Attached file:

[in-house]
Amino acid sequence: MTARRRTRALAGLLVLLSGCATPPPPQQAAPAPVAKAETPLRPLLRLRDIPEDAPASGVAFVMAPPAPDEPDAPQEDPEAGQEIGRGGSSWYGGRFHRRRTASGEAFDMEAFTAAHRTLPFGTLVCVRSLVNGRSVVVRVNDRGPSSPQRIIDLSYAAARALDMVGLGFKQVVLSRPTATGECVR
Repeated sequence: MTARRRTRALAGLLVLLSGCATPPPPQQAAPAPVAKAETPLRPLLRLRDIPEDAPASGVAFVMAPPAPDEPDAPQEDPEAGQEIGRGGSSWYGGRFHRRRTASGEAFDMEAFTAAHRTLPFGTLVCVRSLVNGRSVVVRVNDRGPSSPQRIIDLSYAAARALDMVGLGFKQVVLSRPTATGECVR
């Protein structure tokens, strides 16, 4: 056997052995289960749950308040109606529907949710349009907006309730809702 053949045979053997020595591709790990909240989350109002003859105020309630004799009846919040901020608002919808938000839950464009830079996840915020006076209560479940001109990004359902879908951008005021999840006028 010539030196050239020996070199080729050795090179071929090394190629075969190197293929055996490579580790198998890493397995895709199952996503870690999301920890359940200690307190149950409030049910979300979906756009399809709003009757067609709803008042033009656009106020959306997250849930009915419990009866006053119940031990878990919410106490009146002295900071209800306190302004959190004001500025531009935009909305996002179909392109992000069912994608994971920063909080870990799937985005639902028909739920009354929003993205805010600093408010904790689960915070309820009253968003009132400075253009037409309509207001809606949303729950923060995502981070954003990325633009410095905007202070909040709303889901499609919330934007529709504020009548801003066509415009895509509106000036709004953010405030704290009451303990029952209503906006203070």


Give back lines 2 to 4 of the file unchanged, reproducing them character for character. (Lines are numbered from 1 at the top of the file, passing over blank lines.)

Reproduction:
Amino acid sequence: MTARRRTRALAGLLVLLSGCATPPPPQQAAPAPVAKAETPLRPLLRLRDIPEDAPASGVAFVMAPPAPDEPDAPQEDPEAGQEIGRGGSSWYGGRFHRRRTASGEAFDMEAFTAAHRTLPFGTLVCVRSLVNGRSVVVRVNDRGPSSPQRIIDLSYAAARALDMVGLGFKQVVLSRPTATGECVR
Repeated sequence: MTARRRTRALAGLLVLLSGCATPPPPQQAAPAPVAKAETPLRPLLRLRDIPEDAPASGVAFVMAPPAPDEPDAPQEDPEAGQEIGRGGSSWYGGRFHRRRTASGEAFDMEAFTAAHRTLPFGTLVCVRSLVNGRSVVVRVNDRGPSSPQRIIDLSYAAARALDMVGLGFKQVVLSRPTATGECVR
């Protein structure tokens, strides 16, 4: 056997052995289960749950308040109606529907949710349009907006309730809702 053949045979053997020595591709790990909240989350109002003859105020309630004799009846919040901020608002919808938000839950464009830079996840915020006076209560479940001109990004359902879908951008005021999840006028 010539030196050239020996070199080729050795090179071929090394190629075969190197293929055996490579580790198998890493397995895709199952996503870690999301920890359940200690307190149950409030049910979300979906756009399809709003009757067609709803008042033009656009106020959306997250849930009915419990009866006053119940031990878990919410106490009146002295900071209800306190302004959190004001500025531009935009909305996002179909392109992000069912994608994971920063909080870990799937985005639902028909739920009354929003993205805010600093408010904790689960915070309820009253968003009132400075253009037409309509207001809606949303729950923060995502981070954003990325633009410095905007202070909040709303889901499609919330934007529709504020009548801003066509415009895509509106000036709004953010405030704290009451303990029952209503906006203070």